There are these two young fish swimming along, and they happen to meet an older fish swimming the other way, who nods at them and says, "Morning, boys, how’s the water?" And the two young fish swim on for a bit, and then eventually one of them looks over at the other and goes, "What the hell is water?"
None of this is about morality, or religion, or dogma, or big fancy questions of life after death. The capital-T Truth is about life before death. It is about making it to 30, or maybe 50, without wanting to shoot yourself in the head. It is about simple awareness—awareness of what is so real and essential, so hidden in plain sight all around us, that we have to keep reminding ourselves, over and over: "This is water, this is water."
(David Foster Wallace, commencement speech at Kenyon College, Ohio).
Yeah, so if you care to Google it, you’ll find lots of articles pondering the reasons why the majority of Lean, Six Sigma, Agile, Kaizen, TQM, and name-your-poison adoptions "fail." People you and I know from conferences and books and such tell the same stories over and over again of the one big success they had with organizational transformation. Everyone was stoked about their branded re-packaging of old ideas made new again through the magic of buzzwords. They achieved improvements of 4x, 10x, 50x, or more X’s than you’d care to count. One or two years after the consultants left the building, those organizations were back where they started. I’ve seen it happen myself. The organizations snapped back to their old equilibrium state. Maybe they always do. The buzzwords haunt the place like fading poltergeists, and the stories live on, but the substance is long gone.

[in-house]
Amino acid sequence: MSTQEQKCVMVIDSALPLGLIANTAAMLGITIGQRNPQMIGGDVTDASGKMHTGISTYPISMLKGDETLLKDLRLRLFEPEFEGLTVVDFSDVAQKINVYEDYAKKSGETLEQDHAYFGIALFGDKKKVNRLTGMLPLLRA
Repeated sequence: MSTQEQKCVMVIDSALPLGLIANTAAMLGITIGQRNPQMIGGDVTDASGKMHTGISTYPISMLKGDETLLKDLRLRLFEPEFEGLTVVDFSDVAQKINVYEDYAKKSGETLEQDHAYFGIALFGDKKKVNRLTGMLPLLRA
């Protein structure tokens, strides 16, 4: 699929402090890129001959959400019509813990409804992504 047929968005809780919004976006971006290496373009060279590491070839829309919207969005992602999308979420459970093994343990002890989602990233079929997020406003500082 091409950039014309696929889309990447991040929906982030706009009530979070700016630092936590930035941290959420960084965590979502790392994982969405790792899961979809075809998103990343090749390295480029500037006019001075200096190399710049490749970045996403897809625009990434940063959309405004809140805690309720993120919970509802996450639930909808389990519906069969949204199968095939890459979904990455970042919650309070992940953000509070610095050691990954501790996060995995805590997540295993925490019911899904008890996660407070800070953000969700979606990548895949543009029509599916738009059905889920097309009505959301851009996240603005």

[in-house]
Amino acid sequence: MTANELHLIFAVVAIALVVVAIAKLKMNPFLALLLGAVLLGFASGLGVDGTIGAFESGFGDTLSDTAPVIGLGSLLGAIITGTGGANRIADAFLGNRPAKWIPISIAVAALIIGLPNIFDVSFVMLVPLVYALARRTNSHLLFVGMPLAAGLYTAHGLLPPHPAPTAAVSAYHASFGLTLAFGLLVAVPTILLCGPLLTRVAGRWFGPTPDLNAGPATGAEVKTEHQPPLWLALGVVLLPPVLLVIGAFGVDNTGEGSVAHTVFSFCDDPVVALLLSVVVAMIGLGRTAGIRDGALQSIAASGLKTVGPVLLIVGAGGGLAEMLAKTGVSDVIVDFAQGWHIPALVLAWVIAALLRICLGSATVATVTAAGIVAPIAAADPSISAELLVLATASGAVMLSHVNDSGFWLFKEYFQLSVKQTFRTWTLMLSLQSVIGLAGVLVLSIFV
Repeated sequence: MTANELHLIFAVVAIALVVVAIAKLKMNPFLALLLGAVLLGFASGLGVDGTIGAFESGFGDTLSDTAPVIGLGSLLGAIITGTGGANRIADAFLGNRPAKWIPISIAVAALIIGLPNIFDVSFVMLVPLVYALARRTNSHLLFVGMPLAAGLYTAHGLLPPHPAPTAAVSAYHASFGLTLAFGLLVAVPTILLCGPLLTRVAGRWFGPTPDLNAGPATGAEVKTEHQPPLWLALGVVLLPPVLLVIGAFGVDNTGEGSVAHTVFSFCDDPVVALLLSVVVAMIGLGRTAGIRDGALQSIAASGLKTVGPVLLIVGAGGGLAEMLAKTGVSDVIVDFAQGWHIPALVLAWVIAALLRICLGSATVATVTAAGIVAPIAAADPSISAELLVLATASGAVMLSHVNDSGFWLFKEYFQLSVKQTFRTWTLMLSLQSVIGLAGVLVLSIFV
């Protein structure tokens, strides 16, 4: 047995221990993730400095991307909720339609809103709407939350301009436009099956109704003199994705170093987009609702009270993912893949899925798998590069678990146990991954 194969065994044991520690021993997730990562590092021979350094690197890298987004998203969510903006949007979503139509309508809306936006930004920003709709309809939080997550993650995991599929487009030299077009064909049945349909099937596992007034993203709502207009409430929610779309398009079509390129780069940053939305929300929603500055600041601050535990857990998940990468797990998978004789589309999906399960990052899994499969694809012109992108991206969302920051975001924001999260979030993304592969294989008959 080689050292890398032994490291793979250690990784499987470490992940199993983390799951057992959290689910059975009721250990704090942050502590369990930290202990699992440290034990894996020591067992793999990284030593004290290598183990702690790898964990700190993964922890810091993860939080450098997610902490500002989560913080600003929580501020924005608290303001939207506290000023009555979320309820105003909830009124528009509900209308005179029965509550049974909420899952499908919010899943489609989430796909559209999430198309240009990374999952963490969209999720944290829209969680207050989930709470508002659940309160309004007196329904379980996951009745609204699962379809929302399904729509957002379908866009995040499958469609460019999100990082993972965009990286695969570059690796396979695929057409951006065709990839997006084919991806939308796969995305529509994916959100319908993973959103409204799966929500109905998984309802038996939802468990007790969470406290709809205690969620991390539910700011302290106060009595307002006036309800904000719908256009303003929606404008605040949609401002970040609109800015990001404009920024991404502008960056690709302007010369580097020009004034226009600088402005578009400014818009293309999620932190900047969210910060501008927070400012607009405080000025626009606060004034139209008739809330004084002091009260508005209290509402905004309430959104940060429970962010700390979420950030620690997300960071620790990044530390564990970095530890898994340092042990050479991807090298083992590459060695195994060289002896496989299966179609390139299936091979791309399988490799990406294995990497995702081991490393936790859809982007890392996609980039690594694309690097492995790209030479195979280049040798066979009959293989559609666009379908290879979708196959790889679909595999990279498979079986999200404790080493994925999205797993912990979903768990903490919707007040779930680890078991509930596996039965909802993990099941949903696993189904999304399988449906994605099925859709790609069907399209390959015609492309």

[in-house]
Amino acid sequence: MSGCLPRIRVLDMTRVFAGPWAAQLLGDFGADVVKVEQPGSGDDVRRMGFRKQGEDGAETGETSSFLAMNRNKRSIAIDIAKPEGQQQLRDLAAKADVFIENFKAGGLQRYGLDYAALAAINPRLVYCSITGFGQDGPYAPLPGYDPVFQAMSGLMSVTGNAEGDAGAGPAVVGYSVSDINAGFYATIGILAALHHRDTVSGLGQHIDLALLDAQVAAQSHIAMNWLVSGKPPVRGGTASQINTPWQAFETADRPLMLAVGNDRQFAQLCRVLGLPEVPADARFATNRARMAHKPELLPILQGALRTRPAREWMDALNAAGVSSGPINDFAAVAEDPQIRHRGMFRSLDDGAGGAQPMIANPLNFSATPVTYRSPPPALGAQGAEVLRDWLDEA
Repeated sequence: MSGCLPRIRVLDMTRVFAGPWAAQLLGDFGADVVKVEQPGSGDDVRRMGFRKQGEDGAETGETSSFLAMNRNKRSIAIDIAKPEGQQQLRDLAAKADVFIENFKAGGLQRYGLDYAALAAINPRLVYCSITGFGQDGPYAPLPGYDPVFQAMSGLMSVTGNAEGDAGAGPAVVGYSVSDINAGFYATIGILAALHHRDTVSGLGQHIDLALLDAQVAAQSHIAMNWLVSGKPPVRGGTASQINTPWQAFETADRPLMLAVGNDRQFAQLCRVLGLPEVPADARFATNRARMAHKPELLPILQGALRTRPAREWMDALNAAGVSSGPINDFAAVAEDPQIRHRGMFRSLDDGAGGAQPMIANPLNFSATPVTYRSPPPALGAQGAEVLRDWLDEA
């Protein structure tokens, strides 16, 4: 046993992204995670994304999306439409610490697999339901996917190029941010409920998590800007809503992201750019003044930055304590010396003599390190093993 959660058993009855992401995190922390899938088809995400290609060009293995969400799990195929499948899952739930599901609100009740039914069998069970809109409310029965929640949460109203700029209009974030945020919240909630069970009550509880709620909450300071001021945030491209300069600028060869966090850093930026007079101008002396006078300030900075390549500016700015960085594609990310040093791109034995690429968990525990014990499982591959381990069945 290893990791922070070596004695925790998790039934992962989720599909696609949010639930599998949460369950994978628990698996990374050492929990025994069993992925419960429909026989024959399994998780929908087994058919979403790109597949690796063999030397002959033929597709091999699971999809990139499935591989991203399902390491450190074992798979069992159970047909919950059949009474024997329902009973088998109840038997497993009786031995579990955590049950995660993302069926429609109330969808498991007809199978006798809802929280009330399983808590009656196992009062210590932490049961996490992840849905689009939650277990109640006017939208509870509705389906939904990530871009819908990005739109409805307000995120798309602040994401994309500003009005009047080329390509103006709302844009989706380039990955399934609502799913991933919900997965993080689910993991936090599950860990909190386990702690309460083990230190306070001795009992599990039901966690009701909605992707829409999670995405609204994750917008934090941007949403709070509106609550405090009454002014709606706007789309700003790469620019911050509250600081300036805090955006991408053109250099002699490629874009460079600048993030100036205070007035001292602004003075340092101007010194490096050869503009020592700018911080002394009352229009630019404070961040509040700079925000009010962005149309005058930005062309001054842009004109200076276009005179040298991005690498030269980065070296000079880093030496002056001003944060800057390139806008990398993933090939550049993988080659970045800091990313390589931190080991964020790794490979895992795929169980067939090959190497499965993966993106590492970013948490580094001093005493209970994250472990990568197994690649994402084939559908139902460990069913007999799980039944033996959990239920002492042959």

If you’ve done much Value Stream Mapping in information-shuffling organizations (as opposed to thing-making organizations), then you’ve probably done a double-take a few times, unable to believe process cycle efficiency could really be as low as that, and the company doesn’t sink through the earth’s crust like the superdense slug it is. It seems they’re happy as can be to spend 3 or 4 million dollars and burn up a year of 75 people’s precious time to build a routine, web-based CRUD app, fundamentally no different from a million others, that could have been delivered by a team of 4 in 6 weeks for the price of a few pizzas. Nor do they seem terribly worried about the opportunity cost of having all those people duct-taped to their desks for all those months, busily waiting for each other to "review" or "approve" things.
I’ve been wondering, lately, why none of those people wants to shoot himself in the head.